The yeast vacuolar proton-translocating ATPase (V-ATPase) is the best characterized member of the V-ATPase family. Biochemical and genetic screens led to the identification of a large number of genes in yeast, designated VMA, encoding proteins required to assemble a functional V-ATPase. A total of thirteen genes encode subunits of the final enzyme complex. In addition to subunit-encoding genes, we have identified three genes that code for proteins that are not part of the final V-ATPase complex yet required for its assembly. We refer to these nonsubunit Vma proteins as assembly factors, since their function is dedicated to assembling the V-ATPase. The assembly factors, Vma12p, Vma21p, and Vma22p are localized to the endoplasmic reticulum (ER) and aid the assembly of newly synthesized V-ATPase subunits that are translocated into the ER membrane. At least two of these proteins, Vma12p and Vma22p, function together in an assembly complex and interact directly with nascent V-ATPase subunits.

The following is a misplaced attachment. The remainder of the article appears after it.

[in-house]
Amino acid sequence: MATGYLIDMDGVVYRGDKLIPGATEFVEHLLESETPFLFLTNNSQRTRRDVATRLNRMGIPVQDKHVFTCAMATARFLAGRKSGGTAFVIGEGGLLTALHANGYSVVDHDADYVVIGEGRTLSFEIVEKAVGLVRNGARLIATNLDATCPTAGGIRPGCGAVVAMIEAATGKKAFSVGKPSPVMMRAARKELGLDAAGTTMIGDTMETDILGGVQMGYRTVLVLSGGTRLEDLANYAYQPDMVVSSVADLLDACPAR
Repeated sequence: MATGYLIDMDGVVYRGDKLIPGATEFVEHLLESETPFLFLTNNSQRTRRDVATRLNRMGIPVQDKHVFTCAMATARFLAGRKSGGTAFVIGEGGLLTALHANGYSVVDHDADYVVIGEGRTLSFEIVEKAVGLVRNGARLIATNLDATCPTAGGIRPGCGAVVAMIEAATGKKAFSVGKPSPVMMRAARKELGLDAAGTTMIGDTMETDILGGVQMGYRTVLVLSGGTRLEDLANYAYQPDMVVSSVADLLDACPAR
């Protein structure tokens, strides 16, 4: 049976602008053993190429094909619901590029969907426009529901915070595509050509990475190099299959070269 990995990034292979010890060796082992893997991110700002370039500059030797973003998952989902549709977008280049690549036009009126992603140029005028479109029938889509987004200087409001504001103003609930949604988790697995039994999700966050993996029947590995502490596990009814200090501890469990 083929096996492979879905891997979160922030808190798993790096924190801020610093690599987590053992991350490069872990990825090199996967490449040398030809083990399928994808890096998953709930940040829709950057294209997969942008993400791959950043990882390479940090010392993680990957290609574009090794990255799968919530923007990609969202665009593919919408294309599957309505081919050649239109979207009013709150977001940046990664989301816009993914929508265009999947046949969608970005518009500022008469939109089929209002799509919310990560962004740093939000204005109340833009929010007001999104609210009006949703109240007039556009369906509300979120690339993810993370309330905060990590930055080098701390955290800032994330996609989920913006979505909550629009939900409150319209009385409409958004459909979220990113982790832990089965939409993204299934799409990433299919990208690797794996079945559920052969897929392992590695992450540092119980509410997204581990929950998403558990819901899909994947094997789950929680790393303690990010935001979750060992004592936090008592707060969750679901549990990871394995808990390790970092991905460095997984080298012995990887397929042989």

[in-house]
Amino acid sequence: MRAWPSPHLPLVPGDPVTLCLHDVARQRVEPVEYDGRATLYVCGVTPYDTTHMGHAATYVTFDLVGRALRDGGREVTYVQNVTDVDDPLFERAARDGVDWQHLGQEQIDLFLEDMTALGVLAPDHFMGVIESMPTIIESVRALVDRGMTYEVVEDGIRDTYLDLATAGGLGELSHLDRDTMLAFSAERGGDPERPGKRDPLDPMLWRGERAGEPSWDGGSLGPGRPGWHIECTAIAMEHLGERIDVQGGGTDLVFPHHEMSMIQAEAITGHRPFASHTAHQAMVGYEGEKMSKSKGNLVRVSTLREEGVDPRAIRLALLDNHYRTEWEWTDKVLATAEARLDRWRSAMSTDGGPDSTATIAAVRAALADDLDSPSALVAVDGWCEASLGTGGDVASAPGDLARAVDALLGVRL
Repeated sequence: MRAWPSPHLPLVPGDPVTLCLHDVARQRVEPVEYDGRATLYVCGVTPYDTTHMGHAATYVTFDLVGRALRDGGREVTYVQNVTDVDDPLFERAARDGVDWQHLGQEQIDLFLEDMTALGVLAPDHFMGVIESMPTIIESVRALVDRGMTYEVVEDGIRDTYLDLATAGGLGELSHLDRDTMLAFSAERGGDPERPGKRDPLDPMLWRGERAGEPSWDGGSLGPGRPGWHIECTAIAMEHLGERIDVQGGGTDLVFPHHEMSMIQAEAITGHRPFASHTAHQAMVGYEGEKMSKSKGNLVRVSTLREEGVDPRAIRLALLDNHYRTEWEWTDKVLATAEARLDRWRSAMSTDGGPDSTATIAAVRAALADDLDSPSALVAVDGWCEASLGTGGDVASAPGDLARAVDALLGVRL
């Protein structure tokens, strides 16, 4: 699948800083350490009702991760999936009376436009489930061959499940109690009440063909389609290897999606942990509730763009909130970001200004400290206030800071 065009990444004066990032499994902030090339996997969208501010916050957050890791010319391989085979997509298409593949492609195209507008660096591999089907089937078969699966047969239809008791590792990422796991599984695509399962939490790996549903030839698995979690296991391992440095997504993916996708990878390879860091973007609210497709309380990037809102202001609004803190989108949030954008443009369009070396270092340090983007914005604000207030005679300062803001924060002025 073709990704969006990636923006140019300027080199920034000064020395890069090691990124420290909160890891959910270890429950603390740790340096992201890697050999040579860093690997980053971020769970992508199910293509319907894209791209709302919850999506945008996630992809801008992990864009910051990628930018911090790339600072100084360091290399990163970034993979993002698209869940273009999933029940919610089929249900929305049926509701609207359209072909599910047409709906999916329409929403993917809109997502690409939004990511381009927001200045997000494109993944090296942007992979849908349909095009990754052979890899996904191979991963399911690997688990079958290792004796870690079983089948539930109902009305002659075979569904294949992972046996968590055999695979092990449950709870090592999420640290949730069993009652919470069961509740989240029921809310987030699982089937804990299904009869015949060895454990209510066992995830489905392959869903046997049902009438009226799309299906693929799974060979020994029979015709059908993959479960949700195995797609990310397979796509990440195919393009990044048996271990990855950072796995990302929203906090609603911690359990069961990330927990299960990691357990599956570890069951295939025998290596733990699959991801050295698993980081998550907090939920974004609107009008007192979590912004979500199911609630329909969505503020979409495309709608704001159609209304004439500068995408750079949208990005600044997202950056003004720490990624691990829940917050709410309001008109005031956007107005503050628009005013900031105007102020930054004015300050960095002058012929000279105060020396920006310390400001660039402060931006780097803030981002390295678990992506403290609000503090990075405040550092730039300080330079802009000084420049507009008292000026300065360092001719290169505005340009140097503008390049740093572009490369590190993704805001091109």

|Evidence ID||Analyze ID||Interactor||Interactor Systematic Name||Interactor||Interactor Systematic Name||Type||Assay||Annotation||Action||Modification||Phenotype||Source||Reference||Note|
|Evidence ID||Analyze ID||Gene||Gene Systematic Name||Gene Ontology Term||Gene Ontology Term ID||Qualifier||Aspect||Method||Evidence||Source||Assigned On||Reference||Annotation Extension|
|Evidence ID||Analyze ID||Gene||Gene Systematic Name||Phenotype||Experiment Type||Experiment Type Category||Mutant Information||Strain Background||Chemical||Details||Reference|
|Evidence ID||Analyze ID||Regulator||Regulator Systematic Name||Target||Target Systematic Name||Experiment||Conditions||Strain||Source||Reference|